Pondering the Pitfalls of Product Ownership
The Product Owner role is a challenging one to understand. I often hear people describe this position as the Scrum equivalent of a Business Analyst. This may be in part due to the established relationship between requirements and stories.
These roles are not the same. Product Owners are responsible for ensuring all features proposed fit with the overall product strategy. Meanwhile, Business Analysts propose requirements without necessarily taking the wider roadmap into account. The Product Owner role, as defined in The Scrum Guide, is responsible for the product backlog. The word owner highlights a level of accountability that an analyst does not possess.
Confusing these roles is hampering the building of our software. I’ve seen first hand that we are struggling to identify suitable candidates on which to instil the honour of Product Owner. Here I discuss some of the traps triggered when identifying Product Owners, and the characteristics that people need to succeed in this role.
One common challenge faced by many of our teams is having a dedicated Product Owner. Historically, we have selected representatives from our client base to fill this seat. The typical profile has been a lead in that particular area with significant knowledge of current processes.
The key struggle we have with our Product Owner strategy is their lack of dedicated time. They have a day job that takes priority. When the going gets tough at work, their Product Owner responsibilities are the first thing that is dropped. This leaves development teams struggling to get the support they require on both ongoing development items and upcoming prioritisation.
It is important that the Product Owner and development team work together to build out these features. To guarantee development teams receive the support they need, and vice versa, Product Ownership must be a full time job. Only by having one person continually dedicated to the cause will ownership be guaranteed.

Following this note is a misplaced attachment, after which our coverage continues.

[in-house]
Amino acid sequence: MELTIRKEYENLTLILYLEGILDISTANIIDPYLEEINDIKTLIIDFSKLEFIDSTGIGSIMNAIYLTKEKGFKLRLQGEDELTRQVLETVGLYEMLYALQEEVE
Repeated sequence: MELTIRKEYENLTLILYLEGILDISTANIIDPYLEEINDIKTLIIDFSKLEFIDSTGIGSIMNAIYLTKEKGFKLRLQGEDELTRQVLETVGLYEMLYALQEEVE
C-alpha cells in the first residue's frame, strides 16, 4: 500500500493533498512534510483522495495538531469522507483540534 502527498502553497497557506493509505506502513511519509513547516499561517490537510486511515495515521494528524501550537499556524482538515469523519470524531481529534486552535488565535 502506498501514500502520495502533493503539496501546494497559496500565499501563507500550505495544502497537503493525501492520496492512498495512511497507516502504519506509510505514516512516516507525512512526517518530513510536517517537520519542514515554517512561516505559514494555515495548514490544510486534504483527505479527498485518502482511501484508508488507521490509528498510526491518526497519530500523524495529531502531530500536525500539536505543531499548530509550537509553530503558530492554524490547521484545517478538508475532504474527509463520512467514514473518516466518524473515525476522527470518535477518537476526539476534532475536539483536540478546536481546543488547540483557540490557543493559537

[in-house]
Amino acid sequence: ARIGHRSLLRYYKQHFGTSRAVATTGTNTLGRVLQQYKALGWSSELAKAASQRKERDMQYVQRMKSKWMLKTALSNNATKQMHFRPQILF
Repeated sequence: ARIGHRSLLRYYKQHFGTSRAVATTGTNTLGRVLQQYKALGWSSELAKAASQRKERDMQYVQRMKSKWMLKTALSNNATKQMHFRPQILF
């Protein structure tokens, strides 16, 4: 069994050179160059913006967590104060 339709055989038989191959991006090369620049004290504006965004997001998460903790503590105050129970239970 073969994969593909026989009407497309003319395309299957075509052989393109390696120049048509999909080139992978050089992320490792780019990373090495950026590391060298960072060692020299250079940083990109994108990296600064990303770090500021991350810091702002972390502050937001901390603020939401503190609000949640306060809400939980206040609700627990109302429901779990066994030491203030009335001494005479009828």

Another difficulty with the parallel role is that their expertise may apply to one small segment of a larger process. The expertise of our nominated team leads has proven to be immensely valuable in the identification of new features. Nevertheless, they are unlikely to know the intricacies of the next stage once they have handed over their output to the next team in the chain.
Choosing someone previously responsible for part of the puzzle introduces a level of bias. They often provide stories directly related to their role. Furthermore, they can miss proposing the enhancements that will benefit downstream stages, which also require representation.
Elimination of these predilections is important to obtain a holistic view. Through story identification, we can recommend process optimisations to identify the client’s true needs and remove manual stages. A dedicated Product Owner will be more likely to propose such enhancements.
I’m So Curious
Understanding of business process is vital to being an effective Product Owner. Starting with a complete comprehension of the business domain can introduce complacency.
Processes evolve over time. The funding process that I’ve come to know over the past few years has evolved. I’ll be the first to admit that keeping up to date with these changes can be a struggle. The knowledge I gained when I first joined the team remains useful. However, to provide useful solutions to our users, I must keep asking questions. A level of smugness can kick in if Product Owners don’t keep probing procedures at every stage.
Effective Product Owners must be curious. They need to have the initiative to ask both the obvious and obscure questions. These techniques can be used in conjunction with user story mapping techniques to extract key features. This ensures that when developers ask the same questions when building these features, they are able to obtain the answers they need.
That’s How People Grow
Product Ownership is a massively underrated role in some regards. Part of the reason we struggle to attract full time collaboration by curious individuals is it doesn’t receive the recognition it deserves. Like any role, to attract strong candidates we need to show their work will be appreciated.
Organisations should ensure there is a career pathway for all role types, including Product Owner. The ability to manage a backlog and support development teams is not a trivial task. The best candidates don’t have to come from a business background. Strong technical individuals able to facilitate with users will make for excellent Product Owners if they see the role has growing space.
Adhering to the guidance outlined in this article will reduce the chance of encountering these pitfalls. Stop seeing Product Ownership as a secondary role. For people to aspire to be Product Owners, it needs to be seen as a viable role where colleagues will receive recognition, and be able to progress.
Thanks for reading!